Focus introduces their style well, but it is track two, The Single, that is the first real sign of brilliance. With powerful bass and the sound of a screaming soulful chorus, the listener is warned of Automato’s excellent musicality, and a clear confidence in what they are doing. Indeed it is this song that seems odds on to be the next single off the album.
Cleansed of gangsta clich�s and obscenities, they fill the vacant space with creative weirdness. Track three, My Casio is structured around a portamento bass-line that threatens to fall through even the most heavily fortified of floors.
By the time debut single Walk Into The Light is over, it is clear that Automato are loaded up to the gills with creative juice, with use of odd time signatures, complex rhythms, diverse instrumentation and originality in form. Their debut album becomes truly exciting to listen to at the realisation of such expertise.
Further variation is brought with the moody drum ‘n’ bass influenced Hollywood And Vine. Automato’s songs ooze confidence from every note, beat and bar. That their songs are in no hurry to finish is testament to this – Automato operate on a waste not, want not policy, squeezing every last drop of creativity from their never boring songs. They’re not simply going to sit back and stretch a song out of a nice chord sequence, they will take it to within an inch of its life, poke it a few times to check it’s still breathing, then move onto the next song. It is precisely this that makes Automato sometimes hard to listen to, and this album is certainly not for the musically closed-minded. That said, there is never a dull moment here.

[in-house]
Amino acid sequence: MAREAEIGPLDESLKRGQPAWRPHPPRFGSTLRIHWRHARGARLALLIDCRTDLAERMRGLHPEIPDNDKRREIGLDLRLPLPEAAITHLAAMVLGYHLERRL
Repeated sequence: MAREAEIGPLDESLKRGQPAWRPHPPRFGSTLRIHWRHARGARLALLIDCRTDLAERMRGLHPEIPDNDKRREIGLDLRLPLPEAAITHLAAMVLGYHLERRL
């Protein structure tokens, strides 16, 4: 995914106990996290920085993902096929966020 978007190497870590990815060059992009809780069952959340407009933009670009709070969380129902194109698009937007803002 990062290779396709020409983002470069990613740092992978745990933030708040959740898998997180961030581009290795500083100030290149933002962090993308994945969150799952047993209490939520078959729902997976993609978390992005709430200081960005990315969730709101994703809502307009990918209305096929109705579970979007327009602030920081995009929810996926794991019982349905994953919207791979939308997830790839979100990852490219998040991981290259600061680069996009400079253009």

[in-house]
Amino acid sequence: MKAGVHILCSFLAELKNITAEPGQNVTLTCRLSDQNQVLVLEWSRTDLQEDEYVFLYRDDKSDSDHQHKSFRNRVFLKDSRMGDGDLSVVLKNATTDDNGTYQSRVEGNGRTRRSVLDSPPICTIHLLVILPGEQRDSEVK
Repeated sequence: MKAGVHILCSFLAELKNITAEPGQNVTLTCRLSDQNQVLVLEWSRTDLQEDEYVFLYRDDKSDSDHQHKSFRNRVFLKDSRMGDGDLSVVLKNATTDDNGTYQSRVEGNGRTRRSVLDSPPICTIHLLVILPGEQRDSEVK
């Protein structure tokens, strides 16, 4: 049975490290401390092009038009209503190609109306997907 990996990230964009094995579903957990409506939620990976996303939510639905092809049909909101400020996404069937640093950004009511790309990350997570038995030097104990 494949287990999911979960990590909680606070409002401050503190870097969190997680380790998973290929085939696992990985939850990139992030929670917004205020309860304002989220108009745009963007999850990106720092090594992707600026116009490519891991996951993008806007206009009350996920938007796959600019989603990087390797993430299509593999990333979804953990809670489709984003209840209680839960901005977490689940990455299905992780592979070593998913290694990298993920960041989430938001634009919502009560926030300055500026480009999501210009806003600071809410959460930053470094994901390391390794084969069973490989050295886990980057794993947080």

The album closes with the epic Hope, a journey through noise where the excellent production is hammered home. Automato’s debut album is produced by the DFA (Tim Goldsworthy and James Murphy), renowned for their production prowess and they certainly haven’t held back their skills on this album. In fact, Automato’s sound is so vast that it takes something special to capture it. This perfect marriage between artist and producer is of the sort seen between Muse‘s epic Absolution and Rich Costey.
Snippets of this album at times sound like Kid A / Amnesiac era Radiohead. Are they the Radiohead of hip-hop? Quite possibly – Automato must be applauded for their imagination, skill, and cold, hard creativity. They have done hip-hop a huge favour, opening another door for it, and who knows where it will lead? A must for any music enthusiast.